4 ways to add space to your French property

This four-bed farmhouse in Morbihan has outbuildings, a cellar and lots of space to convert into fur

This four-bed farmhouse in Morbihan has outbuildings, a cellar and lots of space to convert into further accommodation, €185,000 (agencenewton.com) - Credit: Archant

If your budget won’t stretch to a large home in France, there are ways to create more space, especially in old country properties

For sale at €103,550, this four-bed village house in Deux-Sèvres has a loft suitable for conversion

For sale at €103,550, this four-bed village house in Deux-Sèvres has a loft suitable for conversion (properties-in-charente.com) - Credit: Archant

1) Looking up

Many French properties come with spacious lofts (grenier) ideal for conversion, often with beautiful beams. Loft conversions tend to be the most cost-effective way of adding space to your home, but the amount of work required will depend on the roof structure and available headroom.

A declaration of works (déclaration préalable de travaux) will be needed if the new surface area (surface de plancher) is between 5sqm and 20sqm (anything under 1.80m ceiling height is not considered part of the habitable surface area) or if the exterior of the property changes (eg a roof light or new window).

A building permit (permis de construire) is required if the loft conversion increases the height of the property, if it changes the slope of the roof or if the new habitable surface area is over 20sqm. You won’t need planning permission if you’re only making internal changes to the loft and not creating any new surface area.

2) Going underground

Your French property may also have a cellar (sous-sol or cave), maybe even a beautiful vaulted one. It may have been used for storing wine in the past (the constant cooler temperature is ideal for wine) – and you can continue to do so, of course – but it may also offer an opportunity to create extra living space. They tend to be more common in southern properties.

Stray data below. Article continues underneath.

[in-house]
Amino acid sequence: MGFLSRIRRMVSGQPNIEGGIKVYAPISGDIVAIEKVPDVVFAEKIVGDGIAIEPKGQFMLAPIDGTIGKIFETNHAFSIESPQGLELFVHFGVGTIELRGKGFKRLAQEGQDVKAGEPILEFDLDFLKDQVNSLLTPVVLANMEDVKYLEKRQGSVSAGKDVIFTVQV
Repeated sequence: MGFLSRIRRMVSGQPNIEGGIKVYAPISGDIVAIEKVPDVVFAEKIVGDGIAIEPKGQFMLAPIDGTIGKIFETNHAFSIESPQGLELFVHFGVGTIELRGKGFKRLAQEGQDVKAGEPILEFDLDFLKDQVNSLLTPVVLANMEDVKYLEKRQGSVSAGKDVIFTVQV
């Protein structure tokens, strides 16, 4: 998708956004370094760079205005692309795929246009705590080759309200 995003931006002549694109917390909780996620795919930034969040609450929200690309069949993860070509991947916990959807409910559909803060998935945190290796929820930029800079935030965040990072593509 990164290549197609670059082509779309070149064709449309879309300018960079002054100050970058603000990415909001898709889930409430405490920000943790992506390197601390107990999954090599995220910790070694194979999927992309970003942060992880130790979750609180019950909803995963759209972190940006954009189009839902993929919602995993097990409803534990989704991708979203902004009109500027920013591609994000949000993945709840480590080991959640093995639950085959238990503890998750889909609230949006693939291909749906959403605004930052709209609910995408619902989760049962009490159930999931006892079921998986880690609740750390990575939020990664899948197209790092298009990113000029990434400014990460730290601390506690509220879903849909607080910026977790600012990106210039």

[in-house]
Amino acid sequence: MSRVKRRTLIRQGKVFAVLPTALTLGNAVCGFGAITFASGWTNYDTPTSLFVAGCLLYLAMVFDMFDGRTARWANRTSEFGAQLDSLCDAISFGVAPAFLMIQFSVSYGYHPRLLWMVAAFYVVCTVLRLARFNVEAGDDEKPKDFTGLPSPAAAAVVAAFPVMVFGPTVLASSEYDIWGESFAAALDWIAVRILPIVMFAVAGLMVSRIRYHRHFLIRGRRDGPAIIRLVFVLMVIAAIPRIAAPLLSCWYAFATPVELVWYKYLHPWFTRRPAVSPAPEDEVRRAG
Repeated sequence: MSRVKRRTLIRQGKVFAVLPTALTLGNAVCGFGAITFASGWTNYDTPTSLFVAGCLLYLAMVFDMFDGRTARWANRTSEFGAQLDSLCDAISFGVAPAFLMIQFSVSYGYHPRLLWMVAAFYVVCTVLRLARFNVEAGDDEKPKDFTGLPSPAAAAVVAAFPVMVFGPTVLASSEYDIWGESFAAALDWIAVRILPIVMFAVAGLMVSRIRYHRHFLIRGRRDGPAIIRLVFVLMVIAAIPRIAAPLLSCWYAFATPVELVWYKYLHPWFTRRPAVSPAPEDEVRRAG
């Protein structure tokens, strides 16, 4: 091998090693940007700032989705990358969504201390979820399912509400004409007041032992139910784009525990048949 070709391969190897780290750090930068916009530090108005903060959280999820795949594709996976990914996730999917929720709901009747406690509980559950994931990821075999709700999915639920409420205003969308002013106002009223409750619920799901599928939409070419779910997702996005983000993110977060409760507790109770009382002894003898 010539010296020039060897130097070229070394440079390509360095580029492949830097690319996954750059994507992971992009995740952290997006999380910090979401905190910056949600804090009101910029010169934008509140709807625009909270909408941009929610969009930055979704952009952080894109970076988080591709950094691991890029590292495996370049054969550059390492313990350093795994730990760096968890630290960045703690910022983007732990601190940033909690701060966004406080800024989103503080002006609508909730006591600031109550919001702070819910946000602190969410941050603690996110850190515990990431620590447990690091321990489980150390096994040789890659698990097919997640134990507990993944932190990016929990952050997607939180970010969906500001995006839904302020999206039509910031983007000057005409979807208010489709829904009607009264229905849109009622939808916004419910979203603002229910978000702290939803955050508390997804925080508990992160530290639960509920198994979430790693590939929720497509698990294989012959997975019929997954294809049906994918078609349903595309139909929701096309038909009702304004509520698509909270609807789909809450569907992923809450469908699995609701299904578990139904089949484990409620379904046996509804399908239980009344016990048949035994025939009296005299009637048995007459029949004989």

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Basement or cellar conversions can be amazing but the work is expensive and disruptive, especially if extensive digging out or reinforcement of foundations is required. Damp-proofing will be a key consideration.

An added advantage of cellar conversions is that, provided they are under 2m in height, you won’t have to pay extra property tax. Generally, whenever you improve your French home, your taxes go up (you are obliged to inform local tax authorities of any work you have done).


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3) Moving out

An extension is an obvious way of adding space, especially in a country home with plenty of land around the property. It can also be a great way to introduce a contemporary element to an older house. The potential for extensions is more limited for town and village houses though, as they often come with little outside space.

Of course, many French properties, especially in the countryside, come with outbuildings and barns, sometimes attached to the house, sometimes separate, which are ideal for creating further living accommodation, either for the main house itself or as independent gîtes. Although never intended for human habitation, the stone and beams they’re often built from are perfect for creating the character interiors so many buyers seek.

If your extension or new floor area exceeds 150sqm you will need the services of an archictect – and if your property is within a conservation area, the Architecte des Batiments will need to be consulted. Planning permission will be needed for extensions over 20sqm.

4) Thinking laterally

If you can’t physically add space, it’s often possible to create the feeling of space by remodelling the interior. You can draw up existing floorplans using simple software (or good old pencil and paper), then play around with the layout, removing and adding walls – note that taking out supporting walls will involve considerably more expense and hassle than stud walls, of course.

Halls are often not needed in open-plan designs so can be removed to create extra space; kitchens can be knocked through to dining rooms; a mezzanine floor could be introduced; or ensuites added to bedrooms.

Increasing the number of bedrooms can add a disproportionate amount of value to a property so it’s also worth considering dividing a larger bedroom into two, or utilising spare landing space.

A well-planned extension, loft or cellar conversion can transform your home and should add more value than it costs, but take care it doesn’t take it above the ceiling price in your area. Spending more than you could recoup when you come to sell is not the name of the game!